In 2009, 80 MW of grid-connected solar power was installed in Australia. This is over four times the 19.7 MW installed in 2008, which itself was 3.6x the 5.4 MW installed in 2007 (Figure 1). Can Australia continue this trajectory and install 326 MW in 2010?
Unfortunately, the short answer is ‘no’. It’s quite possible that 2010 may actually see a fall in Australian solar PV installations. Much of the past years’ growth was driven by an A$8/W Federal Government rebate (capped at A$8000), which when combined with Renewable Energy Certificates (RECs) meant that zero-cost 1 kW solar power systems were being offered by a number of companies.
The value of upfront government support measures has more than halved since the government rebate was replaced by Solar Credits, a point-of-sale discount based upon the market value of a multiplied number of RECs. Put simply, solar PV is no longer free, so white-hot sales have cooled considerably.
A bumpy ride
At the start of 2010, it appeared that the Australian solar PV industry may face a bumpy ride. The ability to sell free systems at a reasonable profit attracted a large number of new market entrants towards the end of 2008, which saw installations quickly ramp up in the first half of 2009, before the government’s snap decision to end the rebate stunned the industry.
While Solar Credits legislation was being passed, the industry got to work installing the backlog of 63 MW of solar PV systems that had been issued pre-approval for the rebate.
The industry’s ability to sell solar power took a further setback when the price of RECs plunged from A$50 to A$30, meaning the value of Solar Credits (in effect a REC multiplier for the first 1.5 kW of installed capacity) dived from A$5150 to A$3090 for a 1 kW solar PV system (from A$7750 to A$4650 for a 1.5 kW solar PV system). At the same time as a geared-up industry started installing 8 MW a month, sales volumes plummeted.
Even since the plunge in federal government support, the Australian solar PV industry demonstrated its ingenuity over the last four months of 2009, installing 6400 Solar Credit systems totalling 12 MW.
Those states with feed-in tariffs (FiTs) have been more successful at selling systems with Solar Credits, and the announcement of Australia’s most generous feed-in tariff of A$0.60/kWh on gross solar generation by Australia’s largest state means fair demand is likely to continue through 2010.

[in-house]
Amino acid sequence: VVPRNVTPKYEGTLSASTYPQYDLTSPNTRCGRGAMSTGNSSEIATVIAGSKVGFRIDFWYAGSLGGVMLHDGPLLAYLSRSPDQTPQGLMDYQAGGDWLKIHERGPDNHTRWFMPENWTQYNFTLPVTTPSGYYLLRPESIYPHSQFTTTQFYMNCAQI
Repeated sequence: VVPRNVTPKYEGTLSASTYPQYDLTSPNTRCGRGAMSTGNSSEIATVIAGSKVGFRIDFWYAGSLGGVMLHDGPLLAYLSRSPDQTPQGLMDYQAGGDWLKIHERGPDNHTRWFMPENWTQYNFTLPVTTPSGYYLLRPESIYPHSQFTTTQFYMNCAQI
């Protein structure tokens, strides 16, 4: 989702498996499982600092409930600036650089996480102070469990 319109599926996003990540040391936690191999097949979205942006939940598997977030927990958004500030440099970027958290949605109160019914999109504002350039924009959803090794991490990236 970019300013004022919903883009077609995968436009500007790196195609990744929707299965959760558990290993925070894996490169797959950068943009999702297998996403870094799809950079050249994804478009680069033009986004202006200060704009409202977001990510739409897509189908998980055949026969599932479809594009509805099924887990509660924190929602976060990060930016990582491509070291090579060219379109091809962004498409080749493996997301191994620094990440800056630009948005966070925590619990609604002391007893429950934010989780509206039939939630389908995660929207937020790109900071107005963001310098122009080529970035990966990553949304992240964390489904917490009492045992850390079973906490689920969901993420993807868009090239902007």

This suggests that, although diminished somewhat due to reduced affordability, public appetite for PV continues to be strong, particularly in states with feed-in tariffs – Queensland, Victoria, South Australia, the Australian Capital Territory, and in 2010 New South Wales and Western Australia (Figure 3).
How much will be installed in 2010 is anyone’s guess, but as of January approximately 28 MW of 2009’s rebate pre-approved sales remain to be installed. The amount sold with Solar Credits depends upon the performance of salespeople, and how well the industry handles any setbacks.
Unfortunately, evidence suggests that the Australian solar industry does not yet possess the wisdom of maturity. The plethora of new market entrants still seem focussed on selling on price alone, ignoring the lessons learned from setbacks in previous years.
In the latter half of 2008, Australia’s solar PV panel prices went skyward on the back a weak Australian dollar coinciding with the peak of Spain’s infamous solar PV demand, almost stranding low-margin operators. With a reversal of this situation presently acting in Australia’s favour, the nascent Australian PV industry may suffer should global demand catch up with supply in 2010.
Splitting the renewable energy target
Balancing this, the Australian Government recently announced its intention to split the Renewable Energy Target into a two parts at the start of 2011: a slightly reduced target with variable REC price for large-scale systems, and an unlimited demand fixed REC price for small scale systems, fixed at A$40/REC.
Although this is yet to pass parliament and there are some indications that it may be blocked by the senate, this announcement alone sent the REC price above A$40, once again making it easy to sell low priced small solar PV systems. When combined with the backlog of rebated systems, this means that 2010 Australian installed capacity looks set to grow by 50% upon 2009 installations.
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